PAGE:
The appointment of conservative judges to the court, and even the enactment of a certain version of the override clause, will not bring about the destruction of the Supreme Court, and will certainly not turn Israel into a totalitarian state. However, the continued attacks on the Court, and the potential passage of the most extreme proposals pose a serious challenge to Israeli democracy.
The debate surrounding the Override Clause should really focus on the disproportionate power of the Knesset and not on the power of the Supreme Court. All other democracies have structural mechanisms that limit the concentration of power in the hands of one institutions - we must create such a mechanism in Israel as well.
Why is the Supreme Court's independence so important to Israeli democracy and what are the proposed reforms attempting to achieve? Listen to a short explanation by Prof. Amichai Cohen, senior fellow at IDI.
Prof. Amichai Cohen, Senior Fellow at IDI, the Center for Security and Democracy, provides an in-depth historical overview of Israel's constitutional crisis and the background to the currently proposed judicial review reforms, particularly, the "override clause".
President Reuven (Ruvi) Rivlin speaking at the Fix It Don't Destroy It Judicial Reform Conference at the Israel Democracy Institute, December 2022.
Prof. Alan Dershowitz in conversation with Dr. Jesse Ferris at IDI’s Judicial Reform Conference 2022.
Why is the override clause at the heart of the forthcoming coalition's agenda and how does this relate to civil rights in Israel? Prof. Suzie Navot, Vice President of the Israel Democracy Institute explains the role of the Supreme Court in Israel's democratic system in just over two minutes.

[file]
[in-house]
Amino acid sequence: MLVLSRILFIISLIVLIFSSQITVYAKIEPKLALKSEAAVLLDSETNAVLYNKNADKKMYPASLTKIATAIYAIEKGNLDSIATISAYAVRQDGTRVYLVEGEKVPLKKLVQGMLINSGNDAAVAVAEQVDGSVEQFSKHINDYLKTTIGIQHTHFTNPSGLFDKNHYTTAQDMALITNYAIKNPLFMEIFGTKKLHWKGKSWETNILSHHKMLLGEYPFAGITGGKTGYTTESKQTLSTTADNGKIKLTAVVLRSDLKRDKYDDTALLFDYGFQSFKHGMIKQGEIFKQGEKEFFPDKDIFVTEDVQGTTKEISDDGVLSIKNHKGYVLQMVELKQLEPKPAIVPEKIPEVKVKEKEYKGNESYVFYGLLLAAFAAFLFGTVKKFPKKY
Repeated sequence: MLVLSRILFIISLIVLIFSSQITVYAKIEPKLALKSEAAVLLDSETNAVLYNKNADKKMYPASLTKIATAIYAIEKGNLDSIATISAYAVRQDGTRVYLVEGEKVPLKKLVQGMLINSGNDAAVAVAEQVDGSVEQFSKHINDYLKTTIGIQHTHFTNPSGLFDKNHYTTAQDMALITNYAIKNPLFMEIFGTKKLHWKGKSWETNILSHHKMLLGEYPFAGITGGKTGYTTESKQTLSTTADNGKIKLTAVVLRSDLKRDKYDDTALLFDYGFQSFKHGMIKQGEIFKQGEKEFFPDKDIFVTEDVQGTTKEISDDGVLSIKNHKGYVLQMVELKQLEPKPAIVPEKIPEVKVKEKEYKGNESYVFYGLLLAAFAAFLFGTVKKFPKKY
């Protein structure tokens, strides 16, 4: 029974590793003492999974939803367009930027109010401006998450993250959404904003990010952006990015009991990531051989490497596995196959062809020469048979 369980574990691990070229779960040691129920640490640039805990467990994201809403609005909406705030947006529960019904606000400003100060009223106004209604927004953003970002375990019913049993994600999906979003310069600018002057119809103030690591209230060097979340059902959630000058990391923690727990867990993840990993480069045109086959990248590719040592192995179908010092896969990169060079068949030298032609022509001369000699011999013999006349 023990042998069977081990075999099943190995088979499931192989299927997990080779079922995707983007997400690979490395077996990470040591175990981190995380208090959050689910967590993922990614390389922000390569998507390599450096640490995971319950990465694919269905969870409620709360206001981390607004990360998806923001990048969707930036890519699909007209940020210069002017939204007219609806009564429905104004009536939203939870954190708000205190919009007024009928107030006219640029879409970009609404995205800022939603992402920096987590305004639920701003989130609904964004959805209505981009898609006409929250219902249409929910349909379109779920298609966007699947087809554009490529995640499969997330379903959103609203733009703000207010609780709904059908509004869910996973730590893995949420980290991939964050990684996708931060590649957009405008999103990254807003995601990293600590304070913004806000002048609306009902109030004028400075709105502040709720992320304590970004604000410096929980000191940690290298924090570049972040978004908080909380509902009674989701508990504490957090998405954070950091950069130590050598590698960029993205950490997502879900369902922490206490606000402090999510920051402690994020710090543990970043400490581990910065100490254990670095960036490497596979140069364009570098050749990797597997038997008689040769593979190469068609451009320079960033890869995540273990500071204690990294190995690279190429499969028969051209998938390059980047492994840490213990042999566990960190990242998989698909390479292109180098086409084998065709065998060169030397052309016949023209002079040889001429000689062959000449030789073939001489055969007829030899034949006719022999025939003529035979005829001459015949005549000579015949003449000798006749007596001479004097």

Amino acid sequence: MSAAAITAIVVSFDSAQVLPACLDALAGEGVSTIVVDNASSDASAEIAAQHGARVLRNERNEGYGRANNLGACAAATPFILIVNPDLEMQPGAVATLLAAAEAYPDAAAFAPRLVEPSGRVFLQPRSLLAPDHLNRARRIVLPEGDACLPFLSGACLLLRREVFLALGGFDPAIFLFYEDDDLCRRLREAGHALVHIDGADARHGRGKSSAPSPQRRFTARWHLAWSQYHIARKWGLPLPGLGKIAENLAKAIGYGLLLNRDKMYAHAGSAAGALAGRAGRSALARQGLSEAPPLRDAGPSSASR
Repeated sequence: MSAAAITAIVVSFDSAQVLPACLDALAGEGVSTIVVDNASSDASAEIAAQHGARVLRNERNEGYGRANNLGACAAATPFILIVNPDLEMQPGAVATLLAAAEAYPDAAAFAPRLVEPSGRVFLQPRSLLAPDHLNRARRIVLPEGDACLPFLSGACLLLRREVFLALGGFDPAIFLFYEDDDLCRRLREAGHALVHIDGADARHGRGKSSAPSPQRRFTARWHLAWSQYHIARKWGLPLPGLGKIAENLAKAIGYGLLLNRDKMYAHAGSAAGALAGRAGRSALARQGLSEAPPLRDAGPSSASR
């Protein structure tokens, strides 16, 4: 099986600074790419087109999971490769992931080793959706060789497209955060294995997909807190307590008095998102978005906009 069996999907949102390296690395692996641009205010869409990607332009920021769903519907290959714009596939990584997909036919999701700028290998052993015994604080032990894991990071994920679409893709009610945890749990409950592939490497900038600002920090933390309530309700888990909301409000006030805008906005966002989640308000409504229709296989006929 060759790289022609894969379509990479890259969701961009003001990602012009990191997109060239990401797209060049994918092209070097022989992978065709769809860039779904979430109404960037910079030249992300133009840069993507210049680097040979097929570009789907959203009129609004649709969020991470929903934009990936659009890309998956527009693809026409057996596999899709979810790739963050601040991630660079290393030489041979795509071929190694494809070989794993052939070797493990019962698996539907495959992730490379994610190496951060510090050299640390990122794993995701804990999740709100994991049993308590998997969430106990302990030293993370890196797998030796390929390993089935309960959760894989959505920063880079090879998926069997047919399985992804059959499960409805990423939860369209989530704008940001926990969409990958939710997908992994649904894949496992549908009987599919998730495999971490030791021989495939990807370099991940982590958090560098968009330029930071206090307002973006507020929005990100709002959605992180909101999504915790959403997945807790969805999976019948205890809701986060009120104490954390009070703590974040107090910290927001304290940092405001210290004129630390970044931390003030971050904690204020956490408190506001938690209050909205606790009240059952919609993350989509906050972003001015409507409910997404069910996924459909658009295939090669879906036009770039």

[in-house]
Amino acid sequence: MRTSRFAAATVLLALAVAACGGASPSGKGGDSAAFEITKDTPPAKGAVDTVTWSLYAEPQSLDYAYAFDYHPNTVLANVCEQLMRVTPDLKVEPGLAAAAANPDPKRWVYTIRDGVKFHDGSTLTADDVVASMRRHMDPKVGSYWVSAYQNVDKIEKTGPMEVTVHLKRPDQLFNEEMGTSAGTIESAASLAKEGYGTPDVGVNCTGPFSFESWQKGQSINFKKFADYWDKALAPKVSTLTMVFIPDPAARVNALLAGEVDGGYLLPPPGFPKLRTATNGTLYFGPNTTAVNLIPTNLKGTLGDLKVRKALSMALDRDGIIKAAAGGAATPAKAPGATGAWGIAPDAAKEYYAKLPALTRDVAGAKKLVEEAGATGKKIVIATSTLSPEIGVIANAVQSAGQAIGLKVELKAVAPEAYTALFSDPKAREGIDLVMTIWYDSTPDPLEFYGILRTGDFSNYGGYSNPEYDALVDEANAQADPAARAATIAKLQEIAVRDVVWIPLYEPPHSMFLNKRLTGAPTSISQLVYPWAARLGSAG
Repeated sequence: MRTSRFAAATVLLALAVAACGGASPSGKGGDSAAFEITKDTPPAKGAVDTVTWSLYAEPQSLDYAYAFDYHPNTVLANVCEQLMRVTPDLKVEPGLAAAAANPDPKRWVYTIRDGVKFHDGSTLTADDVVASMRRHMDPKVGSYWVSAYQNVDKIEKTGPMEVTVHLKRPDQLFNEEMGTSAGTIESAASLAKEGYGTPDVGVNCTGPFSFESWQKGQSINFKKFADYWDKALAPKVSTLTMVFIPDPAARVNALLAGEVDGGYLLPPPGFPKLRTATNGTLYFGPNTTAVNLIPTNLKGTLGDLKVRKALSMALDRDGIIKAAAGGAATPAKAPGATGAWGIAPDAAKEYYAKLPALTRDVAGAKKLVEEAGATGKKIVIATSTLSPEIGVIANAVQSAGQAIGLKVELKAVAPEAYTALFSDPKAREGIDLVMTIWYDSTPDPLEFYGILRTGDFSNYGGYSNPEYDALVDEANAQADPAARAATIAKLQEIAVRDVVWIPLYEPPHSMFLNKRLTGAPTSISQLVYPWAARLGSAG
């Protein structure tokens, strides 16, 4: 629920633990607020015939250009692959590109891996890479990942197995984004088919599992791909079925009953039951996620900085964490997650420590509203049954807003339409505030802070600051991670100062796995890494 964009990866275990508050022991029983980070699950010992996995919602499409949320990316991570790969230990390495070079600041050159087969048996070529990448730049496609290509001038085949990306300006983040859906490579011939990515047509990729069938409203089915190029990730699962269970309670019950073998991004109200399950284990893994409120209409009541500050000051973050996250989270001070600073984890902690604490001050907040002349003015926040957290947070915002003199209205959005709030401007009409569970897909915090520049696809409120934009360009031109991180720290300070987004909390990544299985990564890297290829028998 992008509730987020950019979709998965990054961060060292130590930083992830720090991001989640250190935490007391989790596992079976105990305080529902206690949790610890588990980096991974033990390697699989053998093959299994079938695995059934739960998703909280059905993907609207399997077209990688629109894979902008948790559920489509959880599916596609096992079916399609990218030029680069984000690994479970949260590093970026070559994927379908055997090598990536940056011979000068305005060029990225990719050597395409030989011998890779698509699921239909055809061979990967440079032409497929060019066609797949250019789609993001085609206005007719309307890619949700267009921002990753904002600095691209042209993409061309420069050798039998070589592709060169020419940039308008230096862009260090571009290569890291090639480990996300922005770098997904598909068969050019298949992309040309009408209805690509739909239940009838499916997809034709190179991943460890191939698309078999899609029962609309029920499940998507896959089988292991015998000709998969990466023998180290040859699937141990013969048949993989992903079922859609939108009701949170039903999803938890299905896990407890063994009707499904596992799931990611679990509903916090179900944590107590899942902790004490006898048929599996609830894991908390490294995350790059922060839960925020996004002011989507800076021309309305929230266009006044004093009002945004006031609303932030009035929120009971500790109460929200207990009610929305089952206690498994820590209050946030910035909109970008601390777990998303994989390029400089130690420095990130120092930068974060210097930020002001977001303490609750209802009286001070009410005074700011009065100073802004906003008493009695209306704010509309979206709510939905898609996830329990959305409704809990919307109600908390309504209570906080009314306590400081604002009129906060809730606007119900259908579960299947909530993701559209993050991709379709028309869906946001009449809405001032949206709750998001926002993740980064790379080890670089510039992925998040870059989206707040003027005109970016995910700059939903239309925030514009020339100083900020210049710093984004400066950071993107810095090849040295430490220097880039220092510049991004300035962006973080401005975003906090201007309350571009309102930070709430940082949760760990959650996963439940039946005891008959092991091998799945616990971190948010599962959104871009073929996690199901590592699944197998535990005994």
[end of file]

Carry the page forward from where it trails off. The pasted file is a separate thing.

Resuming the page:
The majority of Israelis think that the Supreme Court should retain its ability to strike down legislation that contravenes the country’s Basic Laws – and only 16% said that the Judicial Selection Committee that appoints justices should be politicized by increasing the number of elected officials serving on it.
In this edited transcript of her conversation with BICOM Director Richard Pater, Vice-President of Research at the Israel Democracy Institute Professor Suzie Navot argues that judicial reforms proposed by the right-wing bloc – to Knesset override of the Supreme Court, executive immunity, and the appointment of judges – threaten Israeli democracy and the already fragile separation of powers.
How are judges appointed in Israel? Who sits on the committee? And why is it so important to maintain the balance between judicial independence and democratic accountability in the appointing process? Tune in to learn more with Dr. Guy Lurie
Attorney Yoav Laloum relates how by petitioning the High Court of Justice he was able to stop ethnic separation in ultra-Orthodox educational institutions
Alice Miller describes how the High Court of Justice helped change women’s military service and improve gender equality in the IDF
A special survey conducted by the Guttman Center for Public Opinion and Policy Research at the
Israel Democracy Institute finds: The majority of the Israeli public fears that implementation of the Override Clause by the Knesset will give unlimited power to politicians and lead to an increase in political corruption
Batya Katar describes how she was able to make the state allocate the necessary budget to shield classrooms against rockets through the intervention of the High Court of Justice